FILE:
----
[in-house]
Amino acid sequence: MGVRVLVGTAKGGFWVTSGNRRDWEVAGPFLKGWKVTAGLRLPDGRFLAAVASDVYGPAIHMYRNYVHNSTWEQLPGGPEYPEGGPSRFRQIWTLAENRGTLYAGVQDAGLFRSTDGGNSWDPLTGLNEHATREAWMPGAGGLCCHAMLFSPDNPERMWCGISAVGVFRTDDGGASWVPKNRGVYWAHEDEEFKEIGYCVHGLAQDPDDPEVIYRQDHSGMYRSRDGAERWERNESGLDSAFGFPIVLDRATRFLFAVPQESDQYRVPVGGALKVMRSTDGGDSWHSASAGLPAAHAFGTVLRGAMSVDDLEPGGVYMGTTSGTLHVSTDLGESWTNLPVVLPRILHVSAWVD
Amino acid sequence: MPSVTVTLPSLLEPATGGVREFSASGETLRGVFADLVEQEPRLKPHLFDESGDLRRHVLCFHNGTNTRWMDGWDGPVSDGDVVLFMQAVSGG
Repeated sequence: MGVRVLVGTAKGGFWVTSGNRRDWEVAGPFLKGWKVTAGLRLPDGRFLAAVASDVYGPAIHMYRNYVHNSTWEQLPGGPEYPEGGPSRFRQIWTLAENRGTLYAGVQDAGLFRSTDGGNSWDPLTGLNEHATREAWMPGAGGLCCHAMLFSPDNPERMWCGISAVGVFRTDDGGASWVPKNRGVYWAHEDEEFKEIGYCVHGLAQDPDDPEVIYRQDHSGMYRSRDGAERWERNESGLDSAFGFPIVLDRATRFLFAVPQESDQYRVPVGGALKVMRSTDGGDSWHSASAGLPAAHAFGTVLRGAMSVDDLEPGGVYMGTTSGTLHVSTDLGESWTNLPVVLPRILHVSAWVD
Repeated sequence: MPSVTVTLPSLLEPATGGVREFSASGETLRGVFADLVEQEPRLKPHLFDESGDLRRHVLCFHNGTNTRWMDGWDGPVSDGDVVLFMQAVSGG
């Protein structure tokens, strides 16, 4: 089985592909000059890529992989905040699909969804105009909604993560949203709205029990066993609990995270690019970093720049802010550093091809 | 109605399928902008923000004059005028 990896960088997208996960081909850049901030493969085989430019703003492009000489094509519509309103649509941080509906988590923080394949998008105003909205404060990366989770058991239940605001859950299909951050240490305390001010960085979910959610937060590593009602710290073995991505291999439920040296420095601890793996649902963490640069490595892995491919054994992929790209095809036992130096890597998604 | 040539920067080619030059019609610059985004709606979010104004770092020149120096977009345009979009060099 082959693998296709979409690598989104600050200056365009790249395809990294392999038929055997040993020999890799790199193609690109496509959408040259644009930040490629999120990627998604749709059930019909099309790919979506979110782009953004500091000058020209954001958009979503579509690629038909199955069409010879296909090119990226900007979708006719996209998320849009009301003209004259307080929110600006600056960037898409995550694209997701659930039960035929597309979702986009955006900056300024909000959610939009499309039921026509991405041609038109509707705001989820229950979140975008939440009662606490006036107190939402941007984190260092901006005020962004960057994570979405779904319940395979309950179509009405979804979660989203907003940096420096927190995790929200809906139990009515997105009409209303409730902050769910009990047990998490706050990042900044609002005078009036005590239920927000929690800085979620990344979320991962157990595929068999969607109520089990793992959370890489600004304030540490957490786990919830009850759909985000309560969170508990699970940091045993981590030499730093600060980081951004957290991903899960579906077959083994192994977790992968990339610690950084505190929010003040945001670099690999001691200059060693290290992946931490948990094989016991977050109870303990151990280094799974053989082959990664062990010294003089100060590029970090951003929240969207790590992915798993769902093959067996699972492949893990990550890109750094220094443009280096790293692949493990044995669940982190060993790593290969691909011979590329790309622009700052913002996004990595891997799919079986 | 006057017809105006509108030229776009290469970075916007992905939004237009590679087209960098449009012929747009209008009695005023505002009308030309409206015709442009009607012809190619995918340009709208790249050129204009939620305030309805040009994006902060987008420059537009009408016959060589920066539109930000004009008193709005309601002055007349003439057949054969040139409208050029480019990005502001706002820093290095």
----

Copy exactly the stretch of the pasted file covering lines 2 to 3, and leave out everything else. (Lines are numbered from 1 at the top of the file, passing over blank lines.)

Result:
Amino acid sequence: MGVRVLVGTAKGGFWVTSGNRRDWEVAGPFLKGWKVTAGLRLPDGRFLAAVASDVYGPAIHMYRNYVHNSTWEQLPGGPEYPEGGPSRFRQIWTLAENRGTLYAGVQDAGLFRSTDGGNSWDPLTGLNEHATREAWMPGAGGLCCHAMLFSPDNPERMWCGISAVGVFRTDDGGASWVPKNRGVYWAHEDEEFKEIGYCVHGLAQDPDDPEVIYRQDHSGMYRSRDGAERWERNESGLDSAFGFPIVLDRATRFLFAVPQESDQYRVPVGGALKVMRSTDGGDSWHSASAGLPAAHAFGTVLRGAMSVDDLEPGGVYMGTTSGTLHVSTDLGESWTNLPVVLPRILHVSAWVD
Amino acid sequence: MPSVTVTLPSLLEPATGGVREFSASGETLRGVFADLVEQEPRLKPHLFDESGDLRRHVLCFHNGTNTRWMDGWDGPVSDGDVVLFMQAVSGG